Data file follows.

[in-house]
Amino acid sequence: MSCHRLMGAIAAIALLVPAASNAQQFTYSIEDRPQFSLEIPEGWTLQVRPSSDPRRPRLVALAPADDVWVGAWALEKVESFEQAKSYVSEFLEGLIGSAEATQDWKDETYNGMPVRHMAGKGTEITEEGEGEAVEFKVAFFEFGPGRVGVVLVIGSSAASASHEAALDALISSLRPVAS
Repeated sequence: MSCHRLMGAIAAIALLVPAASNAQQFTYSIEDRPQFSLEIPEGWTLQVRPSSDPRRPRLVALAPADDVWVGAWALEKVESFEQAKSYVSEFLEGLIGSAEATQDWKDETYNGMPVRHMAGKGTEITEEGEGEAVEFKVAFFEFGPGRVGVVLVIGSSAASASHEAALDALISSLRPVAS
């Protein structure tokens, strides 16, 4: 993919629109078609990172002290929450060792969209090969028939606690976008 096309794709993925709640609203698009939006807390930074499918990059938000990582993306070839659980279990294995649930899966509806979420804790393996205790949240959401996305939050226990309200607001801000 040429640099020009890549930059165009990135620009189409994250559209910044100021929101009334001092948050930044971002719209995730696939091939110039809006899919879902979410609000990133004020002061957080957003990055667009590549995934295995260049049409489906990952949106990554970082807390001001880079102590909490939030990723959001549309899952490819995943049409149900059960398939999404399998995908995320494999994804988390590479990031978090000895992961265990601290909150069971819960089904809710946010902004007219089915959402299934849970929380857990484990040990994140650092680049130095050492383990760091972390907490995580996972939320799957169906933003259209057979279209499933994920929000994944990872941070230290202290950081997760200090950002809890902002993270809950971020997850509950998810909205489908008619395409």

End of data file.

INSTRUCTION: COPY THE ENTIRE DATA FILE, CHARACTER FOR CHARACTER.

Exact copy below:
[in-house]
Amino acid sequence: MSCHRLMGAIAAIALLVPAASNAQQFTYSIEDRPQFSLEIPEGWTLQVRPSSDPRRPRLVALAPADDVWVGAWALEKVESFEQAKSYVSEFLEGLIGSAEATQDWKDETYNGMPVRHMAGKGTEITEEGEGEAVEFKVAFFEFGPGRVGVVLVIGSSAASASHEAALDALISSLRPVAS
Repeated sequence: MSCHRLMGAIAAIALLVPAASNAQQFTYSIEDRPQFSLEIPEGWTLQVRPSSDPRRPRLVALAPADDVWVGAWALEKVESFEQAKSYVSEFLEGLIGSAEATQDWKDETYNGMPVRHMAGKGTEITEEGEGEAVEFKVAFFEFGPGRVGVVLVIGSSAASASHEAALDALISSLRPVAS
């Protein structure tokens, strides 16, 4: 993919629109078609990172002290929450060792969209090969028939606690976008 096309794709993925709640609203698009939006807390930074499918990059938000990582993306070839659980279990294995649930899966509806979420804790393996205790949240959401996305939050226990309200607001801000 040429640099020009890549930059165009990135620009189409994250559209910044100021929101009334001092948050930044971002719209995730696939091939110039809006899919879902979410609000990133004020002061957080957003990055667009590549995934295995260049049409489906990952949106990554970082807390001001880079102590909490939030990723959001549309899952490819995943049409149900059960398939999404399998995908995320494999994804988390590479990031978090000895992961265990601290909150069971819960089904809710946010902004007219089915959402299934849970929380857990484990040990994140650092680049130095050492383990760091972390907490995580996972939320799957169906933003259209057979279209499933994920929000994944990872941070230290202290950081997760200090950002809890902002993270809950971020997850509950998810909205489908008619395409």